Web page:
Is there any conversation that is more awkward than having to tell someone that their body odor is offensive to others? Or that their bad breath is driving customers away? Personal hygiene conversations are never fun to have, but as a manager, when an employee’s personal hygiene and grooming habits are affecting others, it’s your responsibility to address the issue.
Not only is there a certain amount of etiquette involved in addressing personal hygiene issues — after all, you don’t want to be rude or hurt someone’s feelings — you could be treading into treacherous territory involving discrimination or disability issues. Not all personal grooming problems are due to negligence, and there is always the possibility that the offender knows that he or she has an issue, but can’t help it. Of course, there is always a possibility that the offending employee has no idea that their hygiene is affecting others — and a meeting could serve as a wakeup call.
As uncomfortable as such a conversation may be, you cannot simply ignore the issue and hope it resolves itself. According to one Australian survey, 75 percent of workers find it difficult to concentrate on work when a colleague has body odor, while 64 percent find bad breath distracting. Almost half find flatulence to be a problem at work. Clearly, odors are an issue in the workplace, so you need a strategy for dealing with them.
One way to keep odorous employees from becoming an issue is to include clauses regarding personal hygiene and grooming in the employee handbook as part of the dress code. It may seem obvious to stipulate that employees should come to work clean and well groomed, but having a written policy in place makes it easier to address violations. It won’t eliminate all potential problems, since each employee has their own interpretation of what it means to come to work smelling fresh and looking clean, but it is a starting point.
Whether the odor problem is something that you have noticed yourself, or something that has been brought to your attention by other employees or customers, it’s important to address the issue promptly and courteously. The best way to do that is to schedule a private meeting with the employee; never address their odor or habits in a public forum or in front of others.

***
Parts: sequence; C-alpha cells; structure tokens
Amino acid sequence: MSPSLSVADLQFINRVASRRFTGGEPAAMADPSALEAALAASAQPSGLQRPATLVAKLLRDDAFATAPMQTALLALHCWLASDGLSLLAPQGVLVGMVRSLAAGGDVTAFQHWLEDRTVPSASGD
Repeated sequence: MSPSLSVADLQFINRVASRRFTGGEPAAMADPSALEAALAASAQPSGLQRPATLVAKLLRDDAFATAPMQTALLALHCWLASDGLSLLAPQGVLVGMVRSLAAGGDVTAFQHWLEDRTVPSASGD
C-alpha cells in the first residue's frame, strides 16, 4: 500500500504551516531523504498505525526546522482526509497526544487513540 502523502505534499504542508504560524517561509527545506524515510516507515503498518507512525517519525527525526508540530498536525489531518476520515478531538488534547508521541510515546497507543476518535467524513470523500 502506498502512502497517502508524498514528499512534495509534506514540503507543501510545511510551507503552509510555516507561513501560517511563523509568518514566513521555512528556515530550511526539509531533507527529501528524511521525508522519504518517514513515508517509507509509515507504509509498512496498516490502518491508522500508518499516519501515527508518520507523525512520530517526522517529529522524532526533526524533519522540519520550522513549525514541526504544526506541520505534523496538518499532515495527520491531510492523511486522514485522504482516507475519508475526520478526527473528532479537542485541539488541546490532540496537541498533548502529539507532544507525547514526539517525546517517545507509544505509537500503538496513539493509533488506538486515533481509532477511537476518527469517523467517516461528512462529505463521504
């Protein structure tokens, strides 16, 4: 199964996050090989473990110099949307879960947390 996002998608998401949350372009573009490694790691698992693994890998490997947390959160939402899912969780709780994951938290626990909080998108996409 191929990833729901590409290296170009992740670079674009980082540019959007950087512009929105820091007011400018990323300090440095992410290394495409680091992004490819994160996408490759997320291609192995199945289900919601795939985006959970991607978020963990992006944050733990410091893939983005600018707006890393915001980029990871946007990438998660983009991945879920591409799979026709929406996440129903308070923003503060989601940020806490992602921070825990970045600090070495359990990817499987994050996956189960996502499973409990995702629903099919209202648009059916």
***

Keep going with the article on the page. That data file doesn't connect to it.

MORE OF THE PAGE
When starting the conversation, it’s important to be as objective as possible. Starting with “Everyone says that you smell bad,” is not going to get the conversation off on the right foot. Instead, begin by acknowledging the awkwardness of the situation, and inform the employee of the problem in specific, non-judgmental language. For example, state, “I realize this is an uncomfortable situation, but several people have mentioned that your body odor is making it difficult to concentrate on their work.”
Don’t assume a cause for the issue or make judgments; for example, don’t say, “It appears that you aren’t showering every day,” or “You obviously don’t care about your appearance.” Not only do such statements put the employee on the defensive, they are potentially violating anti-discrimination laws. In some cases, body odor or grooming issues are a result of health issues (some medications can cause bad breath or flatulence, for example) or cultural or religious standards.
Because odors aren’t always due to lax hygiene practices, it’s important to give employees a chance to respond. If he or she didn’t know there was a problem, a gentle reminder about your company’s personal grooming policies should address the issue. If it’s a case of a cultural, religious, or medical issue, you may need to make accommodations for that employee to comply with anti-discrimination laws.
The only exception is when the accommodation creates an undue hardship on the business. In some cases, allowing an employee to maintain habits that lead to unpleasant smells for others will hurt your business, and you can legally compel an employee to comply with your hygiene standards or face reassignment or termination.
As when dealing with any type of employee issue or policy violation, documentation and follow-up are important when addressing hygiene violations. Communicate your expectations regarding hygiene to the employee both verbally and in writing, and document the consequences for failing to follow through on the prescribed remedy. If accommodations are in order, document both the accommodation and the plan for implementing it. Set a timeline for resolving the issue and a date for follow up, if necessary.
While addressing the problem with the offending employee is the most important part of handling a stinky situation, it’s also important to prevent any fallout. Remind the offending employee that the conversation is confidential, and that you’re looking out for the interests of the company. In addition, do not tolerate gossip or bullying among employees regarding someone else’s hygiene. If someone complains, assure him or her that you will handle it, with a reminder not to take matters into their own hands. If gossip becomes a problem, address it with the staff, with escalation as appropriate.
Above all, it’s important to handle hygiene-related conversations with compassion. While it may be awkward, someone who doesn’t know they have a problem will probably be relieved that someone kindly told them the truth and spared them further embarrassment.Back to blog list